Breaking Down ACE Act | S. 1981 King (I-ME) & Grassley (R-IA)

On June 9, Representatives Angus King and Chuck Grassley introduced S. 1981, the Accelerate Charitable Efforts (ACE) Act, in the Senate in an attempt to regulate donor-advised funds and private foundations. There is no companion bill in the House as of yet, and the Senate bill does not yet have any cosponsors.

The support for this bill primarily comes from The Initiative to Accelerate Charitable Giving. The premise for needed reforms is the concept that the $1 trillion in private foundations and $120 billion in DAFs in the United States is not being paid out to charitable organizations swiftly enough. The act aims to close loopholes for private foundations and enact regulations that would increase payouts of DAFs.

Unlike other bills and ideas that have been brought up in this area, this act separates the DAFs sponsored by community foundations and those sponsored by private foundations and treats them differently.

If you have any questions, want to discuss, or have any information you’ve learned, please contact Rhiannon McAfee at [email protected] or 858-829-5628.


Key definitions used:

Qualified Donor-Advised Fund (QDAF)

The act defines a “Qualified DAF” (QDAF) as a DAF (including a non-geographically limited DAF) that imposes a 15-year limitation on advisory privileges for donor as measured from the contribution date. Contributions to QDAFs must designate a charitable recipient to receive the remaining assets undistributed at the end of the 15-year time limit. If a QDAF does not pay out within 15 years, the sponsoring organization must pay a penalty tax of 50% of the undistributed amount.


Non-Qualified Donor-Advised Fund (QDAF)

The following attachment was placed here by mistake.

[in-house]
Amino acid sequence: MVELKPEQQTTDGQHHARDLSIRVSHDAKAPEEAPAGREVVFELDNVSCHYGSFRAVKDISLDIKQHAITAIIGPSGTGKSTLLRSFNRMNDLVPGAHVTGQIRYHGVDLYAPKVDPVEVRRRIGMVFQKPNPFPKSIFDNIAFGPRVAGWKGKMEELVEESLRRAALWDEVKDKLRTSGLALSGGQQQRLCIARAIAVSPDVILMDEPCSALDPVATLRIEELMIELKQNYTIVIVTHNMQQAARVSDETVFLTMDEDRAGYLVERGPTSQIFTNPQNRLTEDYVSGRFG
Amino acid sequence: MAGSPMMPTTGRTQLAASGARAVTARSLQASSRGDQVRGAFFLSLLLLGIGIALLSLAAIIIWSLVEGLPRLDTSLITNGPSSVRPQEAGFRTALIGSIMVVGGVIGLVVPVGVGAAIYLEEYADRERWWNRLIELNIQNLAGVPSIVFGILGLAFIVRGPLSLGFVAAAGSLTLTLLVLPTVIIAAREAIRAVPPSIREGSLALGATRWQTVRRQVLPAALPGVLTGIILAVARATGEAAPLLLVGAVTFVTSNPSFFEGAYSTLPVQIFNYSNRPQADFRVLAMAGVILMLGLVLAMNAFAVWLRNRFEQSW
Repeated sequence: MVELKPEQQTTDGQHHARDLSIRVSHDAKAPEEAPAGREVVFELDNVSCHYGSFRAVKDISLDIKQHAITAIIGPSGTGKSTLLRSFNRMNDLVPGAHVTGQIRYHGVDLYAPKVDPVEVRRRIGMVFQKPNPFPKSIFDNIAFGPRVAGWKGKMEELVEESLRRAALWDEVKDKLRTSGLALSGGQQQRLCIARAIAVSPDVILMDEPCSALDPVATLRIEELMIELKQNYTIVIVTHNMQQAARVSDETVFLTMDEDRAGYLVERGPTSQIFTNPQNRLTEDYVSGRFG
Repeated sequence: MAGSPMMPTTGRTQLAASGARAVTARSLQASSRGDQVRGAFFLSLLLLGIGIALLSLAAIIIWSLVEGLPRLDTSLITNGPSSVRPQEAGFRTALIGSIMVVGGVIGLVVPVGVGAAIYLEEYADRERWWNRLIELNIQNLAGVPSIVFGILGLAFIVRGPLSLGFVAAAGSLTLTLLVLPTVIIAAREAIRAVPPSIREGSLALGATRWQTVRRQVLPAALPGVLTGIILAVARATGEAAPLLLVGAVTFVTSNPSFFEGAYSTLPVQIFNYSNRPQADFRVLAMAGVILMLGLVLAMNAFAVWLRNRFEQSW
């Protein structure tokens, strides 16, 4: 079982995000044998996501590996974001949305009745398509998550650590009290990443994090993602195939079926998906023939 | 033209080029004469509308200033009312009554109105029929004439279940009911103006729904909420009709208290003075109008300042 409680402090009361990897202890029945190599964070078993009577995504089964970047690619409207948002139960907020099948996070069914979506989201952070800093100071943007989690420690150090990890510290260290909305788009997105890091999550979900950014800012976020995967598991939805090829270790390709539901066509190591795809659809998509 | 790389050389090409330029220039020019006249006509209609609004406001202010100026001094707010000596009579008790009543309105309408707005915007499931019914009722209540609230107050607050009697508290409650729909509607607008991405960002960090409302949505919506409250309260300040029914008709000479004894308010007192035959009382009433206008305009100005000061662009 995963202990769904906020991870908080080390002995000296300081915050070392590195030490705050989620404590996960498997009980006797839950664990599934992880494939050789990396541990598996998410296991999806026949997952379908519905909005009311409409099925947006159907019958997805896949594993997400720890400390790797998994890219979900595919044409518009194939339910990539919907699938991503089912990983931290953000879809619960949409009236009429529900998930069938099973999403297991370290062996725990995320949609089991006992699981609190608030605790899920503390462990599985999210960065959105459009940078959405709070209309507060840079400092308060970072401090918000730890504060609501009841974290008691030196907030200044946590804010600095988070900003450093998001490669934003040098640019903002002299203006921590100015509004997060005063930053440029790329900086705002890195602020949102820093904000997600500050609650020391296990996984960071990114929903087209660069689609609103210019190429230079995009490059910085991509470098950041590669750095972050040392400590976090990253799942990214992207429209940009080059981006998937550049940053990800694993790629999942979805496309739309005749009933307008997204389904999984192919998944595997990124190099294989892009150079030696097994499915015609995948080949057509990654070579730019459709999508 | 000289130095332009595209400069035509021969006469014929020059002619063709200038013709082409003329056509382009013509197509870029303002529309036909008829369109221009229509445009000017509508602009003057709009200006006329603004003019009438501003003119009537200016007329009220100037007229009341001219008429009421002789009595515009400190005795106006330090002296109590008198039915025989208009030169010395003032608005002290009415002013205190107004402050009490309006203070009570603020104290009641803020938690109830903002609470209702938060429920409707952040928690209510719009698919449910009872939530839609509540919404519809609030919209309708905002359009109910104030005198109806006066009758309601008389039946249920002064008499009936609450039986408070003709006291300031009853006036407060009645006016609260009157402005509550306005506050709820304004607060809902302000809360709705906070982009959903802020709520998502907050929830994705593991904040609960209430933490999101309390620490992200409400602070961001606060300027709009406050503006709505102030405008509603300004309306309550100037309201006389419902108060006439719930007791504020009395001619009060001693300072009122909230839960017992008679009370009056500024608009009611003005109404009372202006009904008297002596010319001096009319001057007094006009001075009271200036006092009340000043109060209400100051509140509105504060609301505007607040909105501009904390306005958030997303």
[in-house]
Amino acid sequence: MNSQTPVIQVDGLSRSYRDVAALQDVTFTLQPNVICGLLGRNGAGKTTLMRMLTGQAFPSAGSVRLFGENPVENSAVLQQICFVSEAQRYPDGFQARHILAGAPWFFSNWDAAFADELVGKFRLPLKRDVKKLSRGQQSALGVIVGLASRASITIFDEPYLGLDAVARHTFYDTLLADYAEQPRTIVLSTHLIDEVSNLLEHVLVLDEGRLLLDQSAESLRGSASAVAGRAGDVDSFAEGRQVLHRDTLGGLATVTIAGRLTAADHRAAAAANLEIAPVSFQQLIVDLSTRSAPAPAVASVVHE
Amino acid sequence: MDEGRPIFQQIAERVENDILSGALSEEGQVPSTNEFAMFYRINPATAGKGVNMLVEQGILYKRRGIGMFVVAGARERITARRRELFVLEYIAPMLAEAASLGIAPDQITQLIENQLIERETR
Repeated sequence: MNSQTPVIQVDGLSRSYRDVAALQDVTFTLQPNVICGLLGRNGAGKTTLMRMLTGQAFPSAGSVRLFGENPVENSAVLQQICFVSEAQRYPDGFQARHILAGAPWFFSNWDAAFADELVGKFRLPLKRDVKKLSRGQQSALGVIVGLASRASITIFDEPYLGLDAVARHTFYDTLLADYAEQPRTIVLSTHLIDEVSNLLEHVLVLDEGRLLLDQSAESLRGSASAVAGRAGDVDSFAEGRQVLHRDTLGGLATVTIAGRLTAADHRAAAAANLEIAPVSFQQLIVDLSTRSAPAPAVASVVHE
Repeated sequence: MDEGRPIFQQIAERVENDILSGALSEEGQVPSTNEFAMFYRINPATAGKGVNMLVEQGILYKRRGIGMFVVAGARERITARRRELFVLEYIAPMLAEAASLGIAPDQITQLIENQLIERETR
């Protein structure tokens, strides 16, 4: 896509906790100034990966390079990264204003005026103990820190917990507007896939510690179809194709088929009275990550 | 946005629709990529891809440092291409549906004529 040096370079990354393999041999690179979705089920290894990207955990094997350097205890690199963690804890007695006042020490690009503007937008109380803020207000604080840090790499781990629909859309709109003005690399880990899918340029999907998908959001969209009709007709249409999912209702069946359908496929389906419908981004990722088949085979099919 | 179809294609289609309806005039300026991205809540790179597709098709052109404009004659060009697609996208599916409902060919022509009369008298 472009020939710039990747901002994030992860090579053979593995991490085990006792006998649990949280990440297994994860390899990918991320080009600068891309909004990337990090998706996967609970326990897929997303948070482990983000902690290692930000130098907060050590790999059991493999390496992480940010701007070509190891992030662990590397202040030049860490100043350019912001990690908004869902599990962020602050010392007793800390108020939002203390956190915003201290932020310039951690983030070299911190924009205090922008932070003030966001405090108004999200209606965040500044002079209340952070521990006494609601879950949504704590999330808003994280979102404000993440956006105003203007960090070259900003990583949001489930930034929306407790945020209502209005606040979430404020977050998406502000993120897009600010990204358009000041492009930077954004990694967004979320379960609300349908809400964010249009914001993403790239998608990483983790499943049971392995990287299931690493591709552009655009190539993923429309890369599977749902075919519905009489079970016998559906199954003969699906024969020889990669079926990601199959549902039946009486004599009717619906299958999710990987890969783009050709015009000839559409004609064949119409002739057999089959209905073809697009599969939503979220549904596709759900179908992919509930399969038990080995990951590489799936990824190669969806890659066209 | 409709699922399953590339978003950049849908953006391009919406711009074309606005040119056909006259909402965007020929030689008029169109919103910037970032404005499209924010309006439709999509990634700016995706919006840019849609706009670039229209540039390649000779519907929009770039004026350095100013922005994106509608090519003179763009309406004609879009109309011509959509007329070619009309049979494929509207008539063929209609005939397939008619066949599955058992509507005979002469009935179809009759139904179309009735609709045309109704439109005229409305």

The act defines a “Non-Qualified DAF” (NQDAF) as a DAF that does not impose the 15-year limitation.


Qualified Community Foundation (QCF)

The bill defines a QCF as a 501(c)(3) organization whose purpose is to understand and serve the needs of a geographic community that is no larger than four states and which has at least 25% of its assets held outside of DAFs.


Qualified Community Foundation Donor-Advised Fund (QCFDAF)

The bill defines a QCFDAF as a DAF sponsored by a QCF that limits donor advisory privileges to DAFs with an aggregate value of $1 million or less (as adjusted for inflation). Alternately, if a fund has more than $1 million in aggregate, it can still be considered a QCFDAF if it has a contractual obligation to pay out 5% or more per year or if donations are distributed within 15 years of contribution.


Non-Qualified Community Foundation Donor-Advised Fund (NQCFDAF)

The bill defines an NQCFDAF as a DAF sponsored by a QCF does not meet the requirements to be a QCFDAF.


New Regulations

The below regulations relating to contributions will only apply to contributions made to DAFs after the enactment of the bill. All contributions made before bill enactment will be treated as they are currently.


Qualified Community Foundation Donor-Advised Fund (QCFDAF) & Qualified Donor-Advised Fund (QDAF)

Donors may not claim an income tax deduction for gifts of non-publicly traded assets to QCFDAFs and QDAFs until the asset has been sold (but not distributed) by the DAF sponsor. The amount of the deduction is limited to the value credited to the DAF as a result of the sale.


Non-Qualified Community Foundation Donor-Advised Fund (NQCFDAF) & Non-Qualified Donor-Advised Fund (NQDAF)
  • Donors may not claim an income tax deduction for gifts to NQCFDAFs or NQDAFs until it makes a qualifying distribution to another charitable organization (other than a DAF). The amount of the donor’s deduction is limited to the amount of the qualifying distribution out of the DAF.
  • Donors may not claim an income tax deduction for gifts of property other than cash to NQCFDAFs and NQDAFs until the property has been sold, reduced to cash, and distributed to another charitable organization (other than a DAF).


Reporting Requirements

Donors must obtain written acknowledgment from the sponsoring organization to claim a charitable deduction, and sponsoring organizations must report to the IRS the same information provided to donors with respect to gifts received. The bill is not clear how and through what means that reporting will happen.